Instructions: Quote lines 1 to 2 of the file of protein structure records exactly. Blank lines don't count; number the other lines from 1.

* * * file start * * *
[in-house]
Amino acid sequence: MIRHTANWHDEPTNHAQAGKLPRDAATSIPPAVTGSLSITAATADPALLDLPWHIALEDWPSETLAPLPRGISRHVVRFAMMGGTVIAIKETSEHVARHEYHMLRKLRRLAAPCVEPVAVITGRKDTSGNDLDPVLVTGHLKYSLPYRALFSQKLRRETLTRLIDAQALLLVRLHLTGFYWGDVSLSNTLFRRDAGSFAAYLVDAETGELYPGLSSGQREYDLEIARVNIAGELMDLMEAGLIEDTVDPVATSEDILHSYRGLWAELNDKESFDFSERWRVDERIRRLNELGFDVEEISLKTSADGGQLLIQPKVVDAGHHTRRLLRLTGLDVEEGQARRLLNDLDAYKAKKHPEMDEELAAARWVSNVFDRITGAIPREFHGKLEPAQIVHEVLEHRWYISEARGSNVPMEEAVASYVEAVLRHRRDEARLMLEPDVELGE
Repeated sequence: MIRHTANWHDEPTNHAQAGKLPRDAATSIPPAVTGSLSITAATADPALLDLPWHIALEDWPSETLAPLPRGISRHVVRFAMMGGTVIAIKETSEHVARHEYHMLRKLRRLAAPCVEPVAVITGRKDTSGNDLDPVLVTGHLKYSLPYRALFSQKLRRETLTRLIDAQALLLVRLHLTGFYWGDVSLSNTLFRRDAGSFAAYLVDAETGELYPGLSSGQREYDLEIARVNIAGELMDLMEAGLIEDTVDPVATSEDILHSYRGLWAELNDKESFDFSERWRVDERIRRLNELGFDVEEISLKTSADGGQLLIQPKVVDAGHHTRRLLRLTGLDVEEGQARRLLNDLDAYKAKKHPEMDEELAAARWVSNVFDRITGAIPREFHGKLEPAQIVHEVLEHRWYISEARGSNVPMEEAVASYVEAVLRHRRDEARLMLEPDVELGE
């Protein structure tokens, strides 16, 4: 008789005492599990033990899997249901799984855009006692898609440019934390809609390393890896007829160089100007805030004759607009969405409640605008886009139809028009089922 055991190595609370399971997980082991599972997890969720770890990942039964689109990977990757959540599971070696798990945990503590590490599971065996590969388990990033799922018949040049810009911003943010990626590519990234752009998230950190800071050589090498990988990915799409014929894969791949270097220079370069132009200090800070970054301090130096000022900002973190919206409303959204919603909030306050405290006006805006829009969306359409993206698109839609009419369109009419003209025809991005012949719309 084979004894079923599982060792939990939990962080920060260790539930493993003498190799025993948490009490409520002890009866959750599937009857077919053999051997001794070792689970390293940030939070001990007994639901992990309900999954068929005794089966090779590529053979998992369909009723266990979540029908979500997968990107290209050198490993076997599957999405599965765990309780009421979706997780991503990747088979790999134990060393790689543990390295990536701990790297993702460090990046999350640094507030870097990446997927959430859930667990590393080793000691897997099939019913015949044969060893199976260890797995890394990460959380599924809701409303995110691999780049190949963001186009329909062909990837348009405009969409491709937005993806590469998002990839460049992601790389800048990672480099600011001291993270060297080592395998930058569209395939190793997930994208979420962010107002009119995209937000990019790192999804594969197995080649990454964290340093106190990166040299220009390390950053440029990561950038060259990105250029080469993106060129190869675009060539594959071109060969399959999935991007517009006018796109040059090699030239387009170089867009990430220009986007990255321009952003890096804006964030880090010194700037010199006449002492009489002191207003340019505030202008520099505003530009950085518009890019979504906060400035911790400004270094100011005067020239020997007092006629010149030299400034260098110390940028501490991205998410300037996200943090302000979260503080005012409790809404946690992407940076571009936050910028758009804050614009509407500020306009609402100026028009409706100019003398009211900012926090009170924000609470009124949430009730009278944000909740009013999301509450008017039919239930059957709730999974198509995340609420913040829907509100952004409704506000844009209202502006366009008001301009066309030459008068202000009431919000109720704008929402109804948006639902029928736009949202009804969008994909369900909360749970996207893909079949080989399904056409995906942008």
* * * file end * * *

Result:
[in-house]
Amino acid sequence: MIRHTANWHDEPTNHAQAGKLPRDAATSIPPAVTGSLSITAATADPALLDLPWHIALEDWPSETLAPLPRGISRHVVRFAMMGGTVIAIKETSEHVARHEYHMLRKLRRLAAPCVEPVAVITGRKDTSGNDLDPVLVTGHLKYSLPYRALFSQKLRRETLTRLIDAQALLLVRLHLTGFYWGDVSLSNTLFRRDAGSFAAYLVDAETGELYPGLSSGQREYDLEIARVNIAGELMDLMEAGLIEDTVDPVATSEDILHSYRGLWAELNDKESFDFSERWRVDERIRRLNELGFDVEEISLKTSADGGQLLIQPKVVDAGHHTRRLLRLTGLDVEEGQARRLLNDLDAYKAKKHPEMDEELAAARWVSNVFDRITGAIPREFHGKLEPAQIVHEVLEHRWYISEARGSNVPMEEAVASYVEAVLRHRRDEARLMLEPDVELGE